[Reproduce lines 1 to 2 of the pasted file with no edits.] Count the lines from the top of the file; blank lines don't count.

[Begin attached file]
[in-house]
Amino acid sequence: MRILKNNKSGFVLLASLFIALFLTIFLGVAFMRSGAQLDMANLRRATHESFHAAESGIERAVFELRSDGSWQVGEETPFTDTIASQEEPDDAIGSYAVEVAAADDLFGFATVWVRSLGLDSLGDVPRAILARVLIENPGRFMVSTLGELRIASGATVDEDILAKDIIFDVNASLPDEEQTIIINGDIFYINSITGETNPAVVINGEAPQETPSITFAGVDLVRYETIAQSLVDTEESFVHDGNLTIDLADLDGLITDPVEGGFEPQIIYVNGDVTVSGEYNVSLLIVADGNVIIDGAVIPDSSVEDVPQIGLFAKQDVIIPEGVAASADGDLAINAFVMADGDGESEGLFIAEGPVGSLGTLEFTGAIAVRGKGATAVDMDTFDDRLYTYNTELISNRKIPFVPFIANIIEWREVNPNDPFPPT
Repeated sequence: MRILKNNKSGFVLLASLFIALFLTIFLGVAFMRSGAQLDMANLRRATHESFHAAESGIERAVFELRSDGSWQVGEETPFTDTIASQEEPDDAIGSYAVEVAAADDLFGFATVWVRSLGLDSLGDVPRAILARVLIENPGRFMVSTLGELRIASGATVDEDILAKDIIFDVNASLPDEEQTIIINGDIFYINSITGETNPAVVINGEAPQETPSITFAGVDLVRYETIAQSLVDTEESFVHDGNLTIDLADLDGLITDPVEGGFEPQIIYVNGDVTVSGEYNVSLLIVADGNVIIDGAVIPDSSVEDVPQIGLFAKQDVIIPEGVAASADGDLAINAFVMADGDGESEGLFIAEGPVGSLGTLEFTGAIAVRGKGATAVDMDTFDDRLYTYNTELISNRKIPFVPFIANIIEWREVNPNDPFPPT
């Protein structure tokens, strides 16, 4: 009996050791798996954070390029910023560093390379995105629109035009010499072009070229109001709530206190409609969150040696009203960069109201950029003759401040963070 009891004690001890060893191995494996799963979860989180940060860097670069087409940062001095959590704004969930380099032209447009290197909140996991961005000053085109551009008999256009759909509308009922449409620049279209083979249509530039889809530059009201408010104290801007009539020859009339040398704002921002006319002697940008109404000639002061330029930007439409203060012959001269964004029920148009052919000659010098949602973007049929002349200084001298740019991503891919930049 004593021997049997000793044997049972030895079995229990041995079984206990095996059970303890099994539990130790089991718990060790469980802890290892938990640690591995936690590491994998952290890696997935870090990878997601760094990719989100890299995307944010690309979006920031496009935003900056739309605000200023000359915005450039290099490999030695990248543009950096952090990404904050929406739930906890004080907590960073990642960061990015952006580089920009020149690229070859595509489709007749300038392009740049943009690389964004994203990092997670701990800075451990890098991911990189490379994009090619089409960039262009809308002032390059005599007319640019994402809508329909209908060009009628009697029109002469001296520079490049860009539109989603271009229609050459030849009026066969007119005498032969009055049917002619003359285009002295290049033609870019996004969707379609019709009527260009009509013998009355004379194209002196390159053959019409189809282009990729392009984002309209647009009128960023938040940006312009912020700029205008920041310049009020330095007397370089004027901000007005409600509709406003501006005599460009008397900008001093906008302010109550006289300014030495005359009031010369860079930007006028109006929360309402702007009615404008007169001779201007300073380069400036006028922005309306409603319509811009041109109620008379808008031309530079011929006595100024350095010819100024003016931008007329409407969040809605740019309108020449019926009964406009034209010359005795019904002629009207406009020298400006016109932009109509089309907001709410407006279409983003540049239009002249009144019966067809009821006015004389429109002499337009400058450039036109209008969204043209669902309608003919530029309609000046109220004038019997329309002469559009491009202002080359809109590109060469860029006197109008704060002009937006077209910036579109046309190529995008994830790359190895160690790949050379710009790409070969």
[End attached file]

[in-house]
Amino acid sequence: MRILKNNKSGFVLLASLFIALFLTIFLGVAFMRSGAQLDMANLRRATHESFHAAESGIERAVFELRSDGSWQVGEETPFTDTIASQEEPDDAIGSYAVEVAAADDLFGFATVWVRSLGLDSLGDVPRAILARVLIENPGRFMVSTLGELRIASGATVDEDILAKDIIFDVNASLPDEEQTIIINGDIFYINSITGETNPAVVINGEAPQETPSITFAGVDLVRYETIAQSLVDTEESFVHDGNLTIDLADLDGLITDPVEGGFEPQIIYVNGDVTVSGEYNVSLLIVADGNVIIDGAVIPDSSVEDVPQIGLFAKQDVIIPEGVAASADGDLAINAFVMADGDGESEGLFIAEGPVGSLGTLEFTGAIAVRGKGATAVDMDTFDDRLYTYNTELISNRKIPFVPFIANIIEWREVNPNDPFPPT